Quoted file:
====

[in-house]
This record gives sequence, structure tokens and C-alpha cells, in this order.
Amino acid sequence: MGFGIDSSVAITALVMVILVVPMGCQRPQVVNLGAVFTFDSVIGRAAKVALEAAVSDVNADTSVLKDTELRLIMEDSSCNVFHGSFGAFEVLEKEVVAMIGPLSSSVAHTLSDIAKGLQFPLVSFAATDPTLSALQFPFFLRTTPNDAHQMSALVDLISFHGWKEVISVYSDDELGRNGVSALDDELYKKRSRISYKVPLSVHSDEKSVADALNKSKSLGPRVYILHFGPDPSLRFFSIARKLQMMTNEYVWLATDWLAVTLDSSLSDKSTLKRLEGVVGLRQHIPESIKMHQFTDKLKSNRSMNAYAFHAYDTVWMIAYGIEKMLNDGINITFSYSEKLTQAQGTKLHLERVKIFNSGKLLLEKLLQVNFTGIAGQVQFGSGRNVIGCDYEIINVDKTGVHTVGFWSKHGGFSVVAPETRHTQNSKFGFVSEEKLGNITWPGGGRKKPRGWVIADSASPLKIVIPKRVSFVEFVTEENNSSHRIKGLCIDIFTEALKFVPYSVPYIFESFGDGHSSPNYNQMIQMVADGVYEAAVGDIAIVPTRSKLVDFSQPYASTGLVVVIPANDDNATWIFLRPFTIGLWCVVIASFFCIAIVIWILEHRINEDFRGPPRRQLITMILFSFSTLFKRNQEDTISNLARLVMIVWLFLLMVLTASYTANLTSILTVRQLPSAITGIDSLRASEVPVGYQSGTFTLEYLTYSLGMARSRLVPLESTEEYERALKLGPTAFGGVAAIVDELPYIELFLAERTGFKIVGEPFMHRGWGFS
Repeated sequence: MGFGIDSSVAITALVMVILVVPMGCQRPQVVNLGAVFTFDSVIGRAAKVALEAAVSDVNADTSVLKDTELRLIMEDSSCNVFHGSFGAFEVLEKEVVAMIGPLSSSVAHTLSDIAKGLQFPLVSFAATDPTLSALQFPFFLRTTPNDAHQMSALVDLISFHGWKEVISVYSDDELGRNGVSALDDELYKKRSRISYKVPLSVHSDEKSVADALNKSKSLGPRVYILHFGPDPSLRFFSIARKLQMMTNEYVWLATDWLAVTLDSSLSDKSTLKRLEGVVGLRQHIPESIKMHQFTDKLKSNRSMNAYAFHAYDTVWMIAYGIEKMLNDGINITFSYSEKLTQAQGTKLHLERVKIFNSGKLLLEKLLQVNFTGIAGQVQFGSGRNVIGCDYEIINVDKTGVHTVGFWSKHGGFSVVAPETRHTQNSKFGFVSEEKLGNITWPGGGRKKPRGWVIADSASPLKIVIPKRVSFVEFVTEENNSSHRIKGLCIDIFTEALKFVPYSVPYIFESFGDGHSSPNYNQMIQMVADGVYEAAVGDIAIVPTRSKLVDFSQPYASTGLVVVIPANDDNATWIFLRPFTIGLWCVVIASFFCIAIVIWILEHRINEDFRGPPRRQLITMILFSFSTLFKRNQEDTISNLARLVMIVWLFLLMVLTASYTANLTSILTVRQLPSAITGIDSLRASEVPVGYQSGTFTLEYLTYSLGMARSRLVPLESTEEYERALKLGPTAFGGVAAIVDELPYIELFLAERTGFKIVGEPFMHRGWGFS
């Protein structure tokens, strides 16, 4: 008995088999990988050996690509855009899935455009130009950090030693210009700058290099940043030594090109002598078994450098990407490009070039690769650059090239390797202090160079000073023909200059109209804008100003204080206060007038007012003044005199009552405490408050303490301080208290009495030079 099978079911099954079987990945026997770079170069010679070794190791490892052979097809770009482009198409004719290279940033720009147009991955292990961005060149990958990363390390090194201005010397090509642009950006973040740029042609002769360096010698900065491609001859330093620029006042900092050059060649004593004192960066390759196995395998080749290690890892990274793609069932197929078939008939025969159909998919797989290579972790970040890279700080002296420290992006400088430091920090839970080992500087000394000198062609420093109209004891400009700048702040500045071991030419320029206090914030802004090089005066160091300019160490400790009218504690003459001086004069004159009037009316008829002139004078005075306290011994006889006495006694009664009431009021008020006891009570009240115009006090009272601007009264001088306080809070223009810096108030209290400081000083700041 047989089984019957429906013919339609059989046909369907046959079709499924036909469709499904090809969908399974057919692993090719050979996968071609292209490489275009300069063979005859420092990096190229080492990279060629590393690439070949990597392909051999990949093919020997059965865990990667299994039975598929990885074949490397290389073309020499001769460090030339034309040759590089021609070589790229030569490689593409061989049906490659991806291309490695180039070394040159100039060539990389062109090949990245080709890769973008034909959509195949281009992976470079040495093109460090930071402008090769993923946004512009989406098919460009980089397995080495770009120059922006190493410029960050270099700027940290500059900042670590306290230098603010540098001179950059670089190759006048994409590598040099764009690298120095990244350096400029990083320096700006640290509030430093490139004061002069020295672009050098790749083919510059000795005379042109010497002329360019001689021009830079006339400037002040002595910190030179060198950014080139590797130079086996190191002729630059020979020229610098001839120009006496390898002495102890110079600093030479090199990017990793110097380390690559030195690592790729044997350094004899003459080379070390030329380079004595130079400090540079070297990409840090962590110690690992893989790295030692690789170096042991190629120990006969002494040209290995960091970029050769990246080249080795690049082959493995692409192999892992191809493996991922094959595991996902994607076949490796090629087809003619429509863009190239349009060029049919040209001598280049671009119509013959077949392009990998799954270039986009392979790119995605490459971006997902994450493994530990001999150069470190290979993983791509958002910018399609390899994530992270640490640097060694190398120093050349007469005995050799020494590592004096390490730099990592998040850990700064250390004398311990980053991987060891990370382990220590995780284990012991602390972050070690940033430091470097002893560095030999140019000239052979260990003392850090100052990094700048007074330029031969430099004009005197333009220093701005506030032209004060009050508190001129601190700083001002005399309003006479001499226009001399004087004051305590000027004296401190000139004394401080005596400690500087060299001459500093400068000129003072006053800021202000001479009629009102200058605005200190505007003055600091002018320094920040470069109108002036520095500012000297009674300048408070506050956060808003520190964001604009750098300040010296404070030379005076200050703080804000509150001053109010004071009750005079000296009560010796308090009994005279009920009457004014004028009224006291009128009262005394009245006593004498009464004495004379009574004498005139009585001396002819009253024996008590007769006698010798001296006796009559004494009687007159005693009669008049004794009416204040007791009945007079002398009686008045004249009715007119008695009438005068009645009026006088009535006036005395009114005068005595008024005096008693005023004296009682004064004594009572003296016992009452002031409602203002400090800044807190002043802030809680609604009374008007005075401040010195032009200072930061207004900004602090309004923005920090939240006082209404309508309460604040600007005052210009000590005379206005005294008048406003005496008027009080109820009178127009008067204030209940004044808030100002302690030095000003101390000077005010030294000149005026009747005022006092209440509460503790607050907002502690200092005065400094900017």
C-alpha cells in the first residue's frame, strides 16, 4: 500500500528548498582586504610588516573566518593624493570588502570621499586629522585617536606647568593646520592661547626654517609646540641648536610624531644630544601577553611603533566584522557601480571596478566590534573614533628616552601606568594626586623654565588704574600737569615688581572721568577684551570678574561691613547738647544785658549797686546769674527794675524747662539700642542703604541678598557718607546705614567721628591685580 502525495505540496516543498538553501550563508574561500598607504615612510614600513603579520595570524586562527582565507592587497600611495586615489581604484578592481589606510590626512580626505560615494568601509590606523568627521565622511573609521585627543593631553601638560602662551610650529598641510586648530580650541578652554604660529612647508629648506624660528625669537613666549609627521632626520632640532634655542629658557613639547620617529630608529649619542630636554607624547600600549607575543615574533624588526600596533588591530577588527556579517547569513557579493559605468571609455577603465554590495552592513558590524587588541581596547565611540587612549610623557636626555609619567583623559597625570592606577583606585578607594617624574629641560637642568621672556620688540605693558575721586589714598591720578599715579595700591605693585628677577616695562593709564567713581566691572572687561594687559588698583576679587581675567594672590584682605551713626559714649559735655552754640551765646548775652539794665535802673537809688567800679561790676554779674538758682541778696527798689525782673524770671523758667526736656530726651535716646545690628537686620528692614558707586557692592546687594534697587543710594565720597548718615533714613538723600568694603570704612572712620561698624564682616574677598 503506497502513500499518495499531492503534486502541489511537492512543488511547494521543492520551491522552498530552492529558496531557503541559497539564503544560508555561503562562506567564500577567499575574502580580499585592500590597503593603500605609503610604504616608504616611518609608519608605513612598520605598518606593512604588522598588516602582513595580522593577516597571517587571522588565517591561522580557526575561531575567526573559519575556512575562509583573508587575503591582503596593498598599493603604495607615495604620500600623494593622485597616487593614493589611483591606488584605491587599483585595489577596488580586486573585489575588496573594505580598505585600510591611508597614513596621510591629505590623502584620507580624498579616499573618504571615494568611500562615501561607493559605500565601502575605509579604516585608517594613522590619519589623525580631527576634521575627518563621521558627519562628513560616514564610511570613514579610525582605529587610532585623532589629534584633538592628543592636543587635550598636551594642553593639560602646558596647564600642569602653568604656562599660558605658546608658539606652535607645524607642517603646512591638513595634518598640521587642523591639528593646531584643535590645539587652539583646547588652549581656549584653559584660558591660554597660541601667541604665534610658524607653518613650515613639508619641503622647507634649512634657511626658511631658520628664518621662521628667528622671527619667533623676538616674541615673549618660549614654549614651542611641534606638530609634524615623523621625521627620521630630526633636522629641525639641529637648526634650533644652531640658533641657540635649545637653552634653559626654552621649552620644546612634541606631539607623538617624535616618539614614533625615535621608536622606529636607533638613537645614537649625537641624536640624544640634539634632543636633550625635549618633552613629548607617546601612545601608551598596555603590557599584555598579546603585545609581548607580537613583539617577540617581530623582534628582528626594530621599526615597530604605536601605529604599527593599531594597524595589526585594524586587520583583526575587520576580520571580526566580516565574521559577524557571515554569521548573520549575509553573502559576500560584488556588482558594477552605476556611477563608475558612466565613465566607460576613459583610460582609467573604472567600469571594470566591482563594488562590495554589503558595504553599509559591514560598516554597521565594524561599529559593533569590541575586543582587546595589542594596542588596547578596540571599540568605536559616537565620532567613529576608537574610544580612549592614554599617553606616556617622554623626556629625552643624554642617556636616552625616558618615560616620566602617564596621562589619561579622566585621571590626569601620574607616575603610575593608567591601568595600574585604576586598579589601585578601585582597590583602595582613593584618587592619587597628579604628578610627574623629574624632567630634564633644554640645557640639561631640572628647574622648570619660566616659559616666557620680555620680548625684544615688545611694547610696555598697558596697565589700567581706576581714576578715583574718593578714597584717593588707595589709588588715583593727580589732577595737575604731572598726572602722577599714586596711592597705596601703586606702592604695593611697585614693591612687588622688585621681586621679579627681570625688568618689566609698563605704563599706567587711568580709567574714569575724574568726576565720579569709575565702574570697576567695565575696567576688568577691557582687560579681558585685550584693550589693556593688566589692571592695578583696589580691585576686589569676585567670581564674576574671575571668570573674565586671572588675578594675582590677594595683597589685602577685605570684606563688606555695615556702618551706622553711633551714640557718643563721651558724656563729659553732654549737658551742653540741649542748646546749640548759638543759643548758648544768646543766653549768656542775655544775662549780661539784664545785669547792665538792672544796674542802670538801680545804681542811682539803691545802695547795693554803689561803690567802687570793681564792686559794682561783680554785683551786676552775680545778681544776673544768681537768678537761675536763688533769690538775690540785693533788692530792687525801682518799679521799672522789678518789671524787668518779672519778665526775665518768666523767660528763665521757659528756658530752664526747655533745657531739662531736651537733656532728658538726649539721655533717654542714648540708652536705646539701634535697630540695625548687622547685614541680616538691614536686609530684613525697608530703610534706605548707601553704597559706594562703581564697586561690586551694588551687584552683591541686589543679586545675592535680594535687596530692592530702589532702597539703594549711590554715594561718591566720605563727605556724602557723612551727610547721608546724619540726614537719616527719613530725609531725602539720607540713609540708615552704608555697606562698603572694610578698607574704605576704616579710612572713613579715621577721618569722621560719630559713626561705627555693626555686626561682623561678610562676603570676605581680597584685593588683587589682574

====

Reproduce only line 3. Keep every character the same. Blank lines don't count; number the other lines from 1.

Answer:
Amino acid sequence: MGFGIDSSVAITALVMVILVVPMGCQRPQVVNLGAVFTFDSVIGRAAKVALEAAVSDVNADTSVLKDTELRLIMEDSSCNVFHGSFGAFEVLEKEVVAMIGPLSSSVAHTLSDIAKGLQFPLVSFAATDPTLSALQFPFFLRTTPNDAHQMSALVDLISFHGWKEVISVYSDDELGRNGVSALDDELYKKRSRISYKVPLSVHSDEKSVADALNKSKSLGPRVYILHFGPDPSLRFFSIARKLQMMTNEYVWLATDWLAVTLDSSLSDKSTLKRLEGVVGLRQHIPESIKMHQFTDKLKSNRSMNAYAFHAYDTVWMIAYGIEKMLNDGINITFSYSEKLTQAQGTKLHLERVKIFNSGKLLLEKLLQVNFTGIAGQVQFGSGRNVIGCDYEIINVDKTGVHTVGFWSKHGGFSVVAPETRHTQNSKFGFVSEEKLGNITWPGGGRKKPRGWVIADSASPLKIVIPKRVSFVEFVTEENNSSHRIKGLCIDIFTEALKFVPYSVPYIFESFGDGHSSPNYNQMIQMVADGVYEAAVGDIAIVPTRSKLVDFSQPYASTGLVVVIPANDDNATWIFLRPFTIGLWCVVIASFFCIAIVIWILEHRINEDFRGPPRRQLITMILFSFSTLFKRNQEDTISNLARLVMIVWLFLLMVLTASYTANLTSILTVRQLPSAITGIDSLRASEVPVGYQSGTFTLEYLTYSLGMARSRLVPLESTEEYERALKLGPTAFGGVAAIVDELPYIELFLAERTGFKIVGEPFMHRGWGFS